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How to Cope When You Feel Lonely and Invisible in Your Marriage

Do you feel lonely and invisible in your marriage or other relationships? If so, you know how painful this can be.

We all expect to feel connected, understood, and appreciated by our spouse or partner and when this doesn’t happen we’re left feeling hurt, angry, and confused.

This is a common experience among those of us who struggle with codependency because we have a hard time being vulnerable, asking our partners for what we need, and practicing self-care. Often, we internalize feeling lonely or invisible as rejection and shame — blaming ourselves and feeling unlovable. In order to regain our self-worth and create more satisfying relationships, I asked psychotherapist and relationship expert Robyn D’Angelo to help us out with some strategies to cope with feeling lonely and invisible in our relationships.

How to Cope When You Feel Lonely in Your Marriage. Feeling lonely or invisible in your marriage?


Let me just start by saying, marriage is hard + I suck at being married sometimes. Feeling lonely + invisible is something I have absolutely felt in my relationship and I’m certain I will feel it again at some point.


It’s taken me some time to get to a place where I can confidently say that when those feelings return (because I can guarantee they will) I am prepared. I feel ready. So let’s talk about how I got here, so you can too.


We have unrealistic expectations of marriage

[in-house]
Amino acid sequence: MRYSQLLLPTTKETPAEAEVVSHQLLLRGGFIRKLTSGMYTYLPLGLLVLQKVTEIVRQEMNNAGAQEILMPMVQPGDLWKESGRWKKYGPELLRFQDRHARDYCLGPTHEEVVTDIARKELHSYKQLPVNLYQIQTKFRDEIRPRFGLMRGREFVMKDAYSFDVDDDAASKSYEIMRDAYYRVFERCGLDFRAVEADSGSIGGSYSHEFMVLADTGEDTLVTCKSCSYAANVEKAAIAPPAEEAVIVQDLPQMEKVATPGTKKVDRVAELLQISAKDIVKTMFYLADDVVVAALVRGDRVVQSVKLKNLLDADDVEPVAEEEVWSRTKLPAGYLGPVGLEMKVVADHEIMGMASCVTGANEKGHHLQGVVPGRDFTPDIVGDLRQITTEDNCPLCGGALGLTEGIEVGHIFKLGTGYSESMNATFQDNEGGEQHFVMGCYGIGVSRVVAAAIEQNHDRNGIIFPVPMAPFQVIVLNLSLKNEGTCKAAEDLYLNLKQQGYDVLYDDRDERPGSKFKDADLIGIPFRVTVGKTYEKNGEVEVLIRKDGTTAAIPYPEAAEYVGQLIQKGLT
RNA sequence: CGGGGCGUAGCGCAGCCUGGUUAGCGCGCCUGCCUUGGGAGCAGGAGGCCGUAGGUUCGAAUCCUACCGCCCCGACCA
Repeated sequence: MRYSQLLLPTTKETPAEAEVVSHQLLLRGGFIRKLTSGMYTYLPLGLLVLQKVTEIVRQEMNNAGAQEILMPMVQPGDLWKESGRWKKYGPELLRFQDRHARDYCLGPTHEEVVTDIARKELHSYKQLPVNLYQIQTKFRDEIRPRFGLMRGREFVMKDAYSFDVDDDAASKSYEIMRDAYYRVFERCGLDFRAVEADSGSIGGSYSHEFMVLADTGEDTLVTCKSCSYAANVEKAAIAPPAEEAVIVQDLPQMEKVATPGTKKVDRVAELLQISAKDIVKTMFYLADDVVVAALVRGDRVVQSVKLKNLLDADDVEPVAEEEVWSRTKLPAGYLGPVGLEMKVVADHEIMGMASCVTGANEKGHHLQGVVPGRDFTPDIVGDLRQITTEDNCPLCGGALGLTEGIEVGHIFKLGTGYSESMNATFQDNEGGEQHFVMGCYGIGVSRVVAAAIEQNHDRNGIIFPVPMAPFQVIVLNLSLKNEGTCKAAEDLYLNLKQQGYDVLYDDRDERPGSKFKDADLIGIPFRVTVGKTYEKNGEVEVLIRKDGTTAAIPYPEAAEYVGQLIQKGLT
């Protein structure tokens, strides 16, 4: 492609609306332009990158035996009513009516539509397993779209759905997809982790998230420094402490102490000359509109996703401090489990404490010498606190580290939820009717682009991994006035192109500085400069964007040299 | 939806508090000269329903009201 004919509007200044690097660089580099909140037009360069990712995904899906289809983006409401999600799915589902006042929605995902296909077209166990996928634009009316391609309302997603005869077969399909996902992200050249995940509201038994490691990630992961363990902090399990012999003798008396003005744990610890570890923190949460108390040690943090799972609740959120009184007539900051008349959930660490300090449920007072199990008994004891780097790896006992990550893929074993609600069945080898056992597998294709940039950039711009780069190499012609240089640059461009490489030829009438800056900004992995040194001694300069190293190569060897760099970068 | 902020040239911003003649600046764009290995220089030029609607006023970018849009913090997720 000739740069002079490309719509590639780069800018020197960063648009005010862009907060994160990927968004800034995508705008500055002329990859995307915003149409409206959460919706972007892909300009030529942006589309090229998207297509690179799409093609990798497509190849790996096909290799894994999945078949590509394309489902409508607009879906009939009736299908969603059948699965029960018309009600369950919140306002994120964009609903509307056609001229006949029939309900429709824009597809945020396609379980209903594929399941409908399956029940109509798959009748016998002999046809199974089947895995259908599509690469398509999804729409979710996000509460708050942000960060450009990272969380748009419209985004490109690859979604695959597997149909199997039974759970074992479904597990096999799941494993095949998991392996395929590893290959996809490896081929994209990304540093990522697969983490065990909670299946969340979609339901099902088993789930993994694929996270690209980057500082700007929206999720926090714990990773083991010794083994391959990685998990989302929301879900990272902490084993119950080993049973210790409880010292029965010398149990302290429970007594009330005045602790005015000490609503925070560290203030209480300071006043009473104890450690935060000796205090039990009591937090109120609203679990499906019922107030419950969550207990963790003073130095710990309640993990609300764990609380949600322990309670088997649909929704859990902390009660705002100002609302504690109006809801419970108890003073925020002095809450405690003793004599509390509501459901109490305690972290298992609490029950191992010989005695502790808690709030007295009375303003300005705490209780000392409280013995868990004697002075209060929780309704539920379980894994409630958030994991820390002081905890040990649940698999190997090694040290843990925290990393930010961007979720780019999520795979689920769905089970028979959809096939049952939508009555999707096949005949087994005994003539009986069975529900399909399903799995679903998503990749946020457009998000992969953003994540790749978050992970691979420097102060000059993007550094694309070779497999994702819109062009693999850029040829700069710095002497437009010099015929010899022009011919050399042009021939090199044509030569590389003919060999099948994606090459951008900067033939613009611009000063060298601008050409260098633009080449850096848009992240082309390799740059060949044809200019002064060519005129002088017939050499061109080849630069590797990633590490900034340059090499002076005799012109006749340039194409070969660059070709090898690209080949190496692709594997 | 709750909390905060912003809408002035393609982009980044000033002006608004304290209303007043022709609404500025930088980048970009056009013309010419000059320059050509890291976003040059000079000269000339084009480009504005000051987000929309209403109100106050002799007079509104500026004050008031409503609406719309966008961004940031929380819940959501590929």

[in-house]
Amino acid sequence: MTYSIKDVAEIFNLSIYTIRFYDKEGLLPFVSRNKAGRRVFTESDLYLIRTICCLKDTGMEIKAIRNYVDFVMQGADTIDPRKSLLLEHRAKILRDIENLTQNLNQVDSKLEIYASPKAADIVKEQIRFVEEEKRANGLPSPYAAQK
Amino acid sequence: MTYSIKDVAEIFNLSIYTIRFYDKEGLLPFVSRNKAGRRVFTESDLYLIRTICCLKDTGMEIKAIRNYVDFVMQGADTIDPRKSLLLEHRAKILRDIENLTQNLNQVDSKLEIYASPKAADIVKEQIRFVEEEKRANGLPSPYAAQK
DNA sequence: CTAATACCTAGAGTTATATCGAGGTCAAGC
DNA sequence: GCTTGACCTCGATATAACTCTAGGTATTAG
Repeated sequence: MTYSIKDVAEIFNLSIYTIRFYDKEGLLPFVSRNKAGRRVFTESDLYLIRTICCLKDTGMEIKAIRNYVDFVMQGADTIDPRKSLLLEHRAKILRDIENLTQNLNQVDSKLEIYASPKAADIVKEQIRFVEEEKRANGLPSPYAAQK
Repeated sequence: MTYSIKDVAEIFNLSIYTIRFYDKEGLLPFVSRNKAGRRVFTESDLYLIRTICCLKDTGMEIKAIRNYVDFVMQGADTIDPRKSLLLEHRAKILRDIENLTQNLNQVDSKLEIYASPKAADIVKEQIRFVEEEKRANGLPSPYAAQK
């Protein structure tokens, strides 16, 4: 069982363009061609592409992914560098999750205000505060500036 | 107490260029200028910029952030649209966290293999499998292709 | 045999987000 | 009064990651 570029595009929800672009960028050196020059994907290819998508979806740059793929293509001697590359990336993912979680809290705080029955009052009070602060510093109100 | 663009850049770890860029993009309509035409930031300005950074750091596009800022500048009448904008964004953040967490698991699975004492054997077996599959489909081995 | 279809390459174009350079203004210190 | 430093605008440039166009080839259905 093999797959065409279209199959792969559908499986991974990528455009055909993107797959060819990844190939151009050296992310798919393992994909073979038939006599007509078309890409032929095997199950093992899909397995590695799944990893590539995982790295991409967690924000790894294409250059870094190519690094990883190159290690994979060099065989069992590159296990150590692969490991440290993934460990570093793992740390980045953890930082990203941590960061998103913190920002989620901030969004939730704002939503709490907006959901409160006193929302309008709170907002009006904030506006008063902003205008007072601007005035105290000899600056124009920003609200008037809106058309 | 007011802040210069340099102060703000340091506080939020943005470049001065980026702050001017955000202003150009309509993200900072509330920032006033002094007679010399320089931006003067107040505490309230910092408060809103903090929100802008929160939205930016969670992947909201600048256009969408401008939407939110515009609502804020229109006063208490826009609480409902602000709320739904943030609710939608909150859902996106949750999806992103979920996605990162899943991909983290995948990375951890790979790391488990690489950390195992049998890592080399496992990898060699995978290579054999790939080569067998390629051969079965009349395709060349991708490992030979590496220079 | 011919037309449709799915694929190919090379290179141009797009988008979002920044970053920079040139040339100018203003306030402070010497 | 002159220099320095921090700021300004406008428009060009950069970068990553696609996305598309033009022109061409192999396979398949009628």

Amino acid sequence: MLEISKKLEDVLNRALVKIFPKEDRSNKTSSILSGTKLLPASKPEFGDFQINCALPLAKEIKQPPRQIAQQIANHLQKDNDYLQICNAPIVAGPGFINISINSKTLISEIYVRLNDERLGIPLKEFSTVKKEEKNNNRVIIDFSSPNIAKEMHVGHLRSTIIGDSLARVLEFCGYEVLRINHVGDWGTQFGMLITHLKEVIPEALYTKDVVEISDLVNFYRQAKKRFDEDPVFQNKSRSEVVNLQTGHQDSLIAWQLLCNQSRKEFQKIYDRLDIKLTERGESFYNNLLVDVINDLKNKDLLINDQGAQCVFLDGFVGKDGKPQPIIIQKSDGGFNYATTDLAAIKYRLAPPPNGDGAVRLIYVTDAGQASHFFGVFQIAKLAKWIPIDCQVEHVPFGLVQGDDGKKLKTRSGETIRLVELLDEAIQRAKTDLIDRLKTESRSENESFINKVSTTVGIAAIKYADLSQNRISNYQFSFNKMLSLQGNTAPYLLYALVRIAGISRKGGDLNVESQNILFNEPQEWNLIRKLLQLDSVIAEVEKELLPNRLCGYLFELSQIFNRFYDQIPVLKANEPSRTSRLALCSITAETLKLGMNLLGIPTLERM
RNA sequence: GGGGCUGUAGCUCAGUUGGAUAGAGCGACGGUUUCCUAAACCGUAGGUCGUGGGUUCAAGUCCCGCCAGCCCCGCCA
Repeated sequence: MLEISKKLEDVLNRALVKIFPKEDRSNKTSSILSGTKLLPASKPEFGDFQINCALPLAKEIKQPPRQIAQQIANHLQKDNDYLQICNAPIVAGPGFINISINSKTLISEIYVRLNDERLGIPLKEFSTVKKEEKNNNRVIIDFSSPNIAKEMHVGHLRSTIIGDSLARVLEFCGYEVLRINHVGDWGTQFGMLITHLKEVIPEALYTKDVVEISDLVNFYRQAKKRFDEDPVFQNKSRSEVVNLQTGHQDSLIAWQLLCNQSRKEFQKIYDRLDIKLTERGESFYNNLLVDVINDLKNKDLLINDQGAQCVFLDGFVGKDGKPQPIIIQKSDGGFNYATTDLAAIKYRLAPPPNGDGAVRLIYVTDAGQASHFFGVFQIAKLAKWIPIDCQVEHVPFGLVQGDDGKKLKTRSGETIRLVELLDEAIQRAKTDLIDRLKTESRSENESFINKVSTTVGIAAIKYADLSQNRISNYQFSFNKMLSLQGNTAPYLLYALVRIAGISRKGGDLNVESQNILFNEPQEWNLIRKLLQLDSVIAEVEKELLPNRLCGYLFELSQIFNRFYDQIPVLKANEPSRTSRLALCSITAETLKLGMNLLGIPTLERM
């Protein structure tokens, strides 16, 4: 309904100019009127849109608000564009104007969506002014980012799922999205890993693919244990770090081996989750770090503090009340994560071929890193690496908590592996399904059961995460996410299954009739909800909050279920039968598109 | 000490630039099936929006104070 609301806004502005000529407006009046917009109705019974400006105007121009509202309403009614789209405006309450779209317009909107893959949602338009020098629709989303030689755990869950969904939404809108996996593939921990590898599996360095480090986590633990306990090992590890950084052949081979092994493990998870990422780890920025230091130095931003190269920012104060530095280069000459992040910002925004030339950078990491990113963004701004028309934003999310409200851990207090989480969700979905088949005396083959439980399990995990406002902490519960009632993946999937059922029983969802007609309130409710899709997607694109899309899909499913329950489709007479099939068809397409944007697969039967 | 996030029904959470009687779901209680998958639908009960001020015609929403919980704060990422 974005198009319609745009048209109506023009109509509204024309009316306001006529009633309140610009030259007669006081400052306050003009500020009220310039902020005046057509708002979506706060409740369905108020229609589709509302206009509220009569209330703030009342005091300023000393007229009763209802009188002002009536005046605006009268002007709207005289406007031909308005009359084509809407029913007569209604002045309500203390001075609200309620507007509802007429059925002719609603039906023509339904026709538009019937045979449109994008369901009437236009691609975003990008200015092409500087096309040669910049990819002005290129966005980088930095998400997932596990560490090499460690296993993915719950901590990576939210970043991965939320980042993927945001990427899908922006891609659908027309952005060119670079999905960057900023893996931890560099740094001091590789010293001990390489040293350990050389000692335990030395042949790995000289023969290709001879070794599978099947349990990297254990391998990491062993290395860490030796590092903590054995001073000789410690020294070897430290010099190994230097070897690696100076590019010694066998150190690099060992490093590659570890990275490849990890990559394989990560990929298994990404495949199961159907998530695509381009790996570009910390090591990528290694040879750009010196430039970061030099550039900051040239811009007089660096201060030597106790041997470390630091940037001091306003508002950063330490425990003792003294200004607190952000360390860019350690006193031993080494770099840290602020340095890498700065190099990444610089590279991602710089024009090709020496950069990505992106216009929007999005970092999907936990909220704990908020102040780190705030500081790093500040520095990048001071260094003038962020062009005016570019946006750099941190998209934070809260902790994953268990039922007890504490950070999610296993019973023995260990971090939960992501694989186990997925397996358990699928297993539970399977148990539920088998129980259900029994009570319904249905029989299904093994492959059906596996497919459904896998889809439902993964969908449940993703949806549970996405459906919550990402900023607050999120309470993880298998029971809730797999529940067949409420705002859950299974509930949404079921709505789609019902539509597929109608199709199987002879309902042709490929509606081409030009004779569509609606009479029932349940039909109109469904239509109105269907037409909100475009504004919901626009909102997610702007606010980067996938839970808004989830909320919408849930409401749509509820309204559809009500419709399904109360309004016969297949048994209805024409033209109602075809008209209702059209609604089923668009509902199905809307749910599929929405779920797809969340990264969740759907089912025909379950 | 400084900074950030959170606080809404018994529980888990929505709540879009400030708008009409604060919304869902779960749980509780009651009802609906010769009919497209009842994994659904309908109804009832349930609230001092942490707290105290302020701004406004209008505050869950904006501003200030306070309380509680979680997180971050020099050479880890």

I knew that marriage was not designed to provide only fulfillment, joy, and a sense of purpose but I needed proof. So, being the #LoveGeek I am, I went searching for research to help me get a realistic view of marriage.


I found a current trend identified by The Pew Research Center, that concluded that we as a society are actually divided when it comes to the VALUE of marriage. When society is divided on ANYTHING, it can feel impossible to create a sense of satisfaction.


Survey respondents were asked which of the following statements came closer to their own views:

1) Society is better off if people make marriage and having children a priority, or

2) Society is just as well off if people have priorities other than marriage and children. 

46% of adults chose the first statement, while 50% chose the second!


The scary thing to me, as a couples therapist who has spent 10+ years geeking out on the neuroscience of love + relationships and learning all I can about what truly makes EPIC relationships, it highlights this one fact: The collective idea of what’s required to have a fulfilling marriage is way, WAY off.


We are bombarded with theatrical images of what marriage + relationships should look, feel, and sound like.  For the sake of argument, I will share typical gender-stereotyped assumptions:


We’re taught that to be a good partner, women should …

  • Be patient and lower their expectations because men aren’t as emotionally evolved as they are.
  • Learn to ask for what they want so their man has the opportunity to step up and meet their needs.
  • Not expect their man to be their everything: spouse, friend, therapist, lover, etc.
  • And NEVER tolerate cheating, lying, or any emotional/physical betrayal if they want to be respected.


We’re taught that to be a good partner, men should …

  • Be romantic, because that’s what every woman wants.
  • Be stoic, assertive, confident and ready to protect, provide + procreate.
  • Know how to be epic lovers naturally, without education outside of pornography.
  • And NEVER show weakness, vulnerability, or heaven forbid…fear.


Unrealistic expectations leave us feeling lonely and unfulfilled

While I don’t disagree with all of these “shoulds,” I will say that with all these messages, how can we NOT feel lonely and invisible in our relationships now and then?


Over the years I’ve figured out some strategies for coping with loneliness and invisibility that may be helpful to you and your partner as you master the messiness of couplehood, together.